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NBA Commissioner Adam Silver on the WNBA: ‘It’s not where we hoped it would be.’

NBA Commissioner Adam Silver, center right, arrives with former NBA Commissioner David Stern prior to the enshrinement ceremony for the Class of 2015 of the Naismith Memorial Basketball Hall of Fame in Springfield, Mass., last Friday. (Charles Krupa/Associated Press)

The WNBA is not living up to its potential, according to NBA Commissioner Adam Silver, who spoke on Thursday at a Sports Business Journal Game Changers Conference panel that focused on women in sports.

“It’s not where we hoped it would be,”  he said (via BuzzFeed). “We thought it would have broken through by now.”

Silver said the women’s league had yet to figure out how to become profitable enough to pay players what they deserve.

The starting salary in the WNBA compares to minor league pay in other sports. According to Fansided.com, rookies make a minimum of $36,570 per year, a low number for which many players compensate by playing abroad in the offseason, much to the chagrin of many.

[So you want to be a pro athlete? You might not get paid well.]

In some cases, talented players have decided to forego the WNBA entirely due to money concerns. Earlier this year, Diana Taurasi, who was the league’s highest-paid player with a $107,000 salary, announced she would skip the WNBA season altogether at the request of her Russian Premier League team, which did not want to risk her getting injured. Taurasi makes around $1.5 million playing for UMMC Ekaterinburg.

Right now, the WNBA cannot offer players anywhere near that sum, but it does allow teams to offer players up to $50,000 in off-season bonuses if they remain stateside and for other reasons, according to the latest Collective Bargaining Agreement.

While Silver said on Thursday that he supports players’ going abroad to make a living, he added that he does not want them to give up on the WNBA, which he referred to as an “incredible league.”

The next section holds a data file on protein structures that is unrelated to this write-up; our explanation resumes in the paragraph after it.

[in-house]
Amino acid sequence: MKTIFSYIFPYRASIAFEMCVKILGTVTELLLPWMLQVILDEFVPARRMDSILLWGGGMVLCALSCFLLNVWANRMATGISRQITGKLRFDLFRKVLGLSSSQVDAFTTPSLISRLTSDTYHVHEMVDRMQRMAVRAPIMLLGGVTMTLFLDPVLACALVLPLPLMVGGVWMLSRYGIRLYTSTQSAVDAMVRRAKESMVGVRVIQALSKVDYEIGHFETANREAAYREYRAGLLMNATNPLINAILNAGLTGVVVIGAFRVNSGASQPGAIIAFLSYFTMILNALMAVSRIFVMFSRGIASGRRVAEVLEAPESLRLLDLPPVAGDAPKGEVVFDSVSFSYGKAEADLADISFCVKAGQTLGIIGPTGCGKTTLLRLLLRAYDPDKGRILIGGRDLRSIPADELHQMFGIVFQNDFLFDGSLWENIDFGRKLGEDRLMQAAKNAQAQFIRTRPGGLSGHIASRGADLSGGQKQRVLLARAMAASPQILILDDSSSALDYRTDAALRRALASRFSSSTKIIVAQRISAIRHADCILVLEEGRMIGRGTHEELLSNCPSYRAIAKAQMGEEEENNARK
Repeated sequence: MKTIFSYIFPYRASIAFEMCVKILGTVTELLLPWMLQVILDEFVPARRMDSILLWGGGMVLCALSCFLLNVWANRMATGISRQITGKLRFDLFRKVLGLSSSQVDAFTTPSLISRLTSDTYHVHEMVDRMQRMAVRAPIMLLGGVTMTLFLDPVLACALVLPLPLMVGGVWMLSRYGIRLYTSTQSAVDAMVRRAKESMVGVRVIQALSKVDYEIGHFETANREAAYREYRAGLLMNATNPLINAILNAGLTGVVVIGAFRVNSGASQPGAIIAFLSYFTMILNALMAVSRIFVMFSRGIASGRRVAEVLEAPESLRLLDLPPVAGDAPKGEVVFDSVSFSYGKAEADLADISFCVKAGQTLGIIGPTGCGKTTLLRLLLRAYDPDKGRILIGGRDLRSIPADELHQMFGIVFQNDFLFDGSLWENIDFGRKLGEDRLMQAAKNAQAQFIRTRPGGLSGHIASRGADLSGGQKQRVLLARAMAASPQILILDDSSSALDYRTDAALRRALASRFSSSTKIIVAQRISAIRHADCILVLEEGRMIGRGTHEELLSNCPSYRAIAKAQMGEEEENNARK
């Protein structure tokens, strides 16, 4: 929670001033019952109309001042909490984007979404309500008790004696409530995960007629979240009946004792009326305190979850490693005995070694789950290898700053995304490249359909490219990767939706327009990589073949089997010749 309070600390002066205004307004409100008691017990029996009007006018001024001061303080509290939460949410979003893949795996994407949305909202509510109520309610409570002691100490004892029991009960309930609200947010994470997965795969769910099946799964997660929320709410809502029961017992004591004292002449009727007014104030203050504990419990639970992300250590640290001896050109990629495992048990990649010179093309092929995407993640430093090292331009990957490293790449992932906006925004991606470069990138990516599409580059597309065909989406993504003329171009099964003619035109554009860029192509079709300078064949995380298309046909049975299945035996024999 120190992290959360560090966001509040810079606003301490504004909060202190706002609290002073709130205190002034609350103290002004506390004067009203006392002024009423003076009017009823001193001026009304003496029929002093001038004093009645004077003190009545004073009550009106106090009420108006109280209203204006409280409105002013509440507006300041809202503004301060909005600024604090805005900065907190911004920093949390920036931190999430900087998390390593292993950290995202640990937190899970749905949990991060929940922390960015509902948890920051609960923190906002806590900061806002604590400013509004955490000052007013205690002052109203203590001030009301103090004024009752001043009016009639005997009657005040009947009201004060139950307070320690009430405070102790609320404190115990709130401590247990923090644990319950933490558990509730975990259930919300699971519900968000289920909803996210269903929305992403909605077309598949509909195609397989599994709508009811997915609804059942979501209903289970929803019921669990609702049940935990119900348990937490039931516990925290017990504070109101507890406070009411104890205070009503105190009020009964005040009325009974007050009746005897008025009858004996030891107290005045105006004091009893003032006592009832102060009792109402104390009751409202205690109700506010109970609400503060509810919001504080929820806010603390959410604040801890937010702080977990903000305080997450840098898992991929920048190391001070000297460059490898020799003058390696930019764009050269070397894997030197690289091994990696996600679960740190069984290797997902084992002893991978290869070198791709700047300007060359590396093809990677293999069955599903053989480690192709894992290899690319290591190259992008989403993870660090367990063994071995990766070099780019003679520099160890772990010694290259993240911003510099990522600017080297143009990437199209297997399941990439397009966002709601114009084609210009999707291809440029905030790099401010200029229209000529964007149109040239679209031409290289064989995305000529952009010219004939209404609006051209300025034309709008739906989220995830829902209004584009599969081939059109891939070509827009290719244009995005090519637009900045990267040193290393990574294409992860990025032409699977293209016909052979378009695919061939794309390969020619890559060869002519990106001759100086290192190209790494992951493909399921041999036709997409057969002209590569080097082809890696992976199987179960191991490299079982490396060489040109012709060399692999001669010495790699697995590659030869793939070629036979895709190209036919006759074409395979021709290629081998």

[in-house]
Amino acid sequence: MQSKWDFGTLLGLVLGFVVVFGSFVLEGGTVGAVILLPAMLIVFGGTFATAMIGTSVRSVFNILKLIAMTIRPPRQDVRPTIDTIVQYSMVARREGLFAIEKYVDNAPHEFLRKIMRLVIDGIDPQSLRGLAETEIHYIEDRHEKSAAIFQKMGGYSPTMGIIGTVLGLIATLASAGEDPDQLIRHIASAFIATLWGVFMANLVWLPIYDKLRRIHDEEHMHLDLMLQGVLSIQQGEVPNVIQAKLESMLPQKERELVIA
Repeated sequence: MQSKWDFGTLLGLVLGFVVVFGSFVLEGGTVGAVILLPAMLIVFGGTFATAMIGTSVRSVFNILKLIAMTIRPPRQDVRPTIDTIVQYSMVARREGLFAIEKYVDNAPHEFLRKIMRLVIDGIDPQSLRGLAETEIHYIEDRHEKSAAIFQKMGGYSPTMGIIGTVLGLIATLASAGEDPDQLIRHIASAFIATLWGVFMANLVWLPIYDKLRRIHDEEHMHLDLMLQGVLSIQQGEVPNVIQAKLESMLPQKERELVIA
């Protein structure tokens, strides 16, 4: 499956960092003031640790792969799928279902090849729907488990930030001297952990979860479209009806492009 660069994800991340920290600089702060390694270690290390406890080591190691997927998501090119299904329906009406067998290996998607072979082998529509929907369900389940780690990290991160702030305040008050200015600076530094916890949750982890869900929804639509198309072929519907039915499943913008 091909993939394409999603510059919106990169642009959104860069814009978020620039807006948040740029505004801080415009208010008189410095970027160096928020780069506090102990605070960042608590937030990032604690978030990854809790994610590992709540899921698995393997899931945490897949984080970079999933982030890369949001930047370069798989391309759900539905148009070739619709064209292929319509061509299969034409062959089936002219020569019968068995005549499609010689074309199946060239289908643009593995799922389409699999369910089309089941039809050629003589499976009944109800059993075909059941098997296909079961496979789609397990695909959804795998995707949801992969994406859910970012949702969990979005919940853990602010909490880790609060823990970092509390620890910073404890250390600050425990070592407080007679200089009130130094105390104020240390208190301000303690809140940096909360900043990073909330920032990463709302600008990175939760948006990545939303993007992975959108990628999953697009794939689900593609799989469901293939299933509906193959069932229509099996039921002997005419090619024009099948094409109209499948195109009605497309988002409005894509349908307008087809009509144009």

“I think we can do a much better job at marketing,” Silver said (via ESPN “SportsCenter” producer Jasmine Alexander).

Silver insinuated he was not pleased with the lack of coverage the league receives in the press, save for one unlikely source: the Players’ Tribune, a Web site founded by Derek Jeter that features first-person essays by athletes.

“Who would have thought a Web site created by Derek Jeter would have the best WNBA content?” Silver quipped.

The WNBA-related content, however, is not always positive. Former University of Connecticut standout Maya Moore, who now plays for the Minnesota Lynx, used the platform in May to lament the league’s current state. Her views were not dissimilar to Silver’s.

[Maya Moore isn’t happy about the state of the WNBA]

She complained that the league lacked “visibility,” comparing her experience at U-Conn. — where she practically had to dodge media attention — with her experience with the Lynx, during which it has seemed as if she almost had to beg for it.

“In college, your coaches tell you to stay focused on your team and the game — not the media attention. But you know you’re on national television. You know people are following you. You can feel the excitement,” she wrote. “And then as a professional, all of that momentum, all of that passion, all of that support — the ball of momentum is deflating before my eyesGone.”

Like Silver, Moore was unsure of why or how the WNBA has failed to garner ratings that are even equivalent to NCAA women’s  basketball, but she agrees with him on the solution: People, and particularly sports marketers, must begin to celebrate the game.

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